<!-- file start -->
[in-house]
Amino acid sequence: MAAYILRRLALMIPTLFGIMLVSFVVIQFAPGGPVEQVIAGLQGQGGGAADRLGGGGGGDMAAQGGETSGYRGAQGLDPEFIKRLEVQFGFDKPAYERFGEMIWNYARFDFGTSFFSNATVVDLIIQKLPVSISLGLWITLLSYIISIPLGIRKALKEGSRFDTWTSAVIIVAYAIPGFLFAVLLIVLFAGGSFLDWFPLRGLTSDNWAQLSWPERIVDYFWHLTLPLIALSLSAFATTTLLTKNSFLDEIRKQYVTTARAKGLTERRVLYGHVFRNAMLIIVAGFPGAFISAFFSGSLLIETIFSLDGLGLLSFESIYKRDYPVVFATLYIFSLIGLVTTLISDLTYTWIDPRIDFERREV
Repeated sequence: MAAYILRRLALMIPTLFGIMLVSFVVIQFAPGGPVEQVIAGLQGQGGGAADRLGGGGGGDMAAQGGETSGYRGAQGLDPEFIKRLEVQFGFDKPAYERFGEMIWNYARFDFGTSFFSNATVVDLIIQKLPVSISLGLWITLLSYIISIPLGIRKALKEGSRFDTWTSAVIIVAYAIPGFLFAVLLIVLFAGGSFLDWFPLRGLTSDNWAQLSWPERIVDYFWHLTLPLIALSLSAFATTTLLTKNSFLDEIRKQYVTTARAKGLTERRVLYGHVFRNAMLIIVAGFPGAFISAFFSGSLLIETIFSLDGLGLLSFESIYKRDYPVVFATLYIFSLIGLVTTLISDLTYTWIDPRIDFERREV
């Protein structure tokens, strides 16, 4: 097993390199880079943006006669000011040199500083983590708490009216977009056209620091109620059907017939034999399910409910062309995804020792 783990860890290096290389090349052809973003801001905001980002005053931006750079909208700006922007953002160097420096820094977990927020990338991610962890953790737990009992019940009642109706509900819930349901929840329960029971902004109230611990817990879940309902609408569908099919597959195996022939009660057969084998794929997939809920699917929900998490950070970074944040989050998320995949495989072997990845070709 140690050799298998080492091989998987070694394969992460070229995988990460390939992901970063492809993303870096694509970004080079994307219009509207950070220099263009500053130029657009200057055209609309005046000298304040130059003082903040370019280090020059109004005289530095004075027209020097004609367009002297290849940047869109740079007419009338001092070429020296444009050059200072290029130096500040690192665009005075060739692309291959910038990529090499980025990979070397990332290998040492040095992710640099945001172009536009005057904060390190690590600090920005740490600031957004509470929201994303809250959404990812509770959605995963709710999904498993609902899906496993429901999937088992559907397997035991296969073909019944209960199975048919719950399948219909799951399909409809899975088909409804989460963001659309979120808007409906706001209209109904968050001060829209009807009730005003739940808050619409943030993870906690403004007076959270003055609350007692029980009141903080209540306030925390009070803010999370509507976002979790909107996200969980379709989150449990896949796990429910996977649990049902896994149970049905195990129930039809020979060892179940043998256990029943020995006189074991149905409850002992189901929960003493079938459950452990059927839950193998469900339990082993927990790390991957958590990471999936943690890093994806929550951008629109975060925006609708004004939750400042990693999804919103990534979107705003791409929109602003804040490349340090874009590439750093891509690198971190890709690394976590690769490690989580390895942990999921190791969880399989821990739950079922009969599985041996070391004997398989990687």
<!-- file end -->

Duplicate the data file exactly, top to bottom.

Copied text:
[in-house]
Amino acid sequence: MAAYILRRLALMIPTLFGIMLVSFVVIQFAPGGPVEQVIAGLQGQGGGAADRLGGGGGGDMAAQGGETSGYRGAQGLDPEFIKRLEVQFGFDKPAYERFGEMIWNYARFDFGTSFFSNATVVDLIIQKLPVSISLGLWITLLSYIISIPLGIRKALKEGSRFDTWTSAVIIVAYAIPGFLFAVLLIVLFAGGSFLDWFPLRGLTSDNWAQLSWPERIVDYFWHLTLPLIALSLSAFATTTLLTKNSFLDEIRKQYVTTARAKGLTERRVLYGHVFRNAMLIIVAGFPGAFISAFFSGSLLIETIFSLDGLGLLSFESIYKRDYPVVFATLYIFSLIGLVTTLISDLTYTWIDPRIDFERREV
Repeated sequence: MAAYILRRLALMIPTLFGIMLVSFVVIQFAPGGPVEQVIAGLQGQGGGAADRLGGGGGGDMAAQGGETSGYRGAQGLDPEFIKRLEVQFGFDKPAYERFGEMIWNYARFDFGTSFFSNATVVDLIIQKLPVSISLGLWITLLSYIISIPLGIRKALKEGSRFDTWTSAVIIVAYAIPGFLFAVLLIVLFAGGSFLDWFPLRGLTSDNWAQLSWPERIVDYFWHLTLPLIALSLSAFATTTLLTKNSFLDEIRKQYVTTARAKGLTERRVLYGHVFRNAMLIIVAGFPGAFISAFFSGSLLIETIFSLDGLGLLSFESIYKRDYPVVFATLYIFSLIGLVTTLISDLTYTWIDPRIDFERREV
């Protein structure tokens, strides 16, 4: 097993390199880079943006006669000011040199500083983590708490009216977009056209620091109620059907017939034999399910409910062309995804020792 783990860890290096290389090349052809973003801001905001980002005053931006750079909208700006922007953002160097420096820094977990927020990338991610962890953790737990009992019940009642109706509900819930349901929840329960029971902004109230611990817990879940309902609408569908099919597959195996022939009660057969084998794929997939809920699917929900998490950070970074944040989050998320995949495989072997990845070709 140690050799298998080492091989998987070694394969992460070229995988990460390939992901970063492809993303870096694509970004080079994307219009509207950070220099263009500053130029657009200057055209609309005046000298304040130059003082903040370019280090020059109004005289530095004075027209020097004609367009002297290849940047869109740079007419009338001092070429020296444009050059200072290029130096500040690192665009005075060739692309291959910038990529090499980025990979070397990332290998040492040095992710640099945001172009536009005057904060390190690590600090920005740490600031957004509470929201994303809250959404990812509770959605995963709710999904498993609902899906496993429901999937088992559907397997035991296969073909019944209960199975048919719950399948219909799951399909409809899975088909409804989460963001659309979120808007409906706001209209109904968050001060829209009807009730005003739940808050619409943030993870906690403004007076959270003055609350007692029980009141903080209540306030925390009070803010999370509507976002979790909107996200969980379709989150449990896949796990429910996977649990049902896994149970049905195990129930039809020979060892179940043998256990029943020995006189074991149905409850002992189901929960003493079938459950452990059927839950193998469900339990082993927990790390991957958590990471999936943690890093994806929550951008629109975060925006609708004004939750400042990693999804919103990534979107705003791409929109602003804040490349340090874009590439750093891509690198971190890709690394976590690769490690989580390895942990999921190791969880399989821990739950079922009969599985041996070391004997398989990687």